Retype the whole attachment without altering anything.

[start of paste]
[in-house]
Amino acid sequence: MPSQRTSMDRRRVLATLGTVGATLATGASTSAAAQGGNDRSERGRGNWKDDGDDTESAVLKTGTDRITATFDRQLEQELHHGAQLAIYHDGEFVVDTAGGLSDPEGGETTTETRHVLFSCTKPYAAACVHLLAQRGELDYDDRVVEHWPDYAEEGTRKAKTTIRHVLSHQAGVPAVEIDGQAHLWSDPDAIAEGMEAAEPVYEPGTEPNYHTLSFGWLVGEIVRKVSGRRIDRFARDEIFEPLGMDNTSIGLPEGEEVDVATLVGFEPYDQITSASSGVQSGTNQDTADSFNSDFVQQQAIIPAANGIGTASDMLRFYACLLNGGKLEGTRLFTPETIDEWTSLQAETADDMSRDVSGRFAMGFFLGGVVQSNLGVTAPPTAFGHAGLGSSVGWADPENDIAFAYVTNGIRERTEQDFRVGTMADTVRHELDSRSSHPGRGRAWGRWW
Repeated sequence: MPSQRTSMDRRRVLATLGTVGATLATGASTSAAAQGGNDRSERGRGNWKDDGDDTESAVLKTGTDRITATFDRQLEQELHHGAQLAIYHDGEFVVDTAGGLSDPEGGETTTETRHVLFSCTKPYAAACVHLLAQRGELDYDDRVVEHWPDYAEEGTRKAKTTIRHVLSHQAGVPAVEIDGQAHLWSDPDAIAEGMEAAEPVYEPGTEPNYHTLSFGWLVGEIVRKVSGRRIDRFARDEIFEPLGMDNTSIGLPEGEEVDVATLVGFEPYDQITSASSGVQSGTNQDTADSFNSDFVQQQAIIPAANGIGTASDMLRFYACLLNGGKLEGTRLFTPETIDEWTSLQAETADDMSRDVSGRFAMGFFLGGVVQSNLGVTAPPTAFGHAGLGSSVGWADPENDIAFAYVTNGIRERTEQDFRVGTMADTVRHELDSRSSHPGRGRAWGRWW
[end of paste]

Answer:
[in-house]
Amino acid sequence: MPSQRTSMDRRRVLATLGTVGATLATGASTSAAAQGGNDRSERGRGNWKDDGDDTESAVLKTGTDRITATFDRQLEQELHHGAQLAIYHDGEFVVDTAGGLSDPEGGETTTETRHVLFSCTKPYAAACVHLLAQRGELDYDDRVVEHWPDYAEEGTRKAKTTIRHVLSHQAGVPAVEIDGQAHLWSDPDAIAEGMEAAEPVYEPGTEPNYHTLSFGWLVGEIVRKVSGRRIDRFARDEIFEPLGMDNTSIGLPEGEEVDVATLVGFEPYDQITSASSGVQSGTNQDTADSFNSDFVQQQAIIPAANGIGTASDMLRFYACLLNGGKLEGTRLFTPETIDEWTSLQAETADDMSRDVSGRFAMGFFLGGVVQSNLGVTAPPTAFGHAGLGSSVGWADPENDIAFAYVTNGIRERTEQDFRVGTMADTVRHELDSRSSHPGRGRAWGRWW
Repeated sequence: MPSQRTSMDRRRVLATLGTVGATLATGASTSAAAQGGNDRSERGRGNWKDDGDDTESAVLKTGTDRITATFDRQLEQELHHGAQLAIYHDGEFVVDTAGGLSDPEGGETTTETRHVLFSCTKPYAAACVHLLAQRGELDYDDRVVEHWPDYAEEGTRKAKTTIRHVLSHQAGVPAVEIDGQAHLWSDPDAIAEGMEAAEPVYEPGTEPNYHTLSFGWLVGEIVRKVSGRRIDRFARDEIFEPLGMDNTSIGLPEGEEVDVATLVGFEPYDQITSASSGVQSGTNQDTADSFNSDFVQQQAIIPAANGIGTASDMLRFYACLLNGGKLEGTRLFTPETIDEWTSLQAETADDMSRDVSGRFAMGFFLGGVVQSNLGVTAPPTAFGHAGLGSSVGWADPENDIAFAYVTNGIRERTEQDFRVGTMADTVRHELDSRSSHPGRGRAWGRWW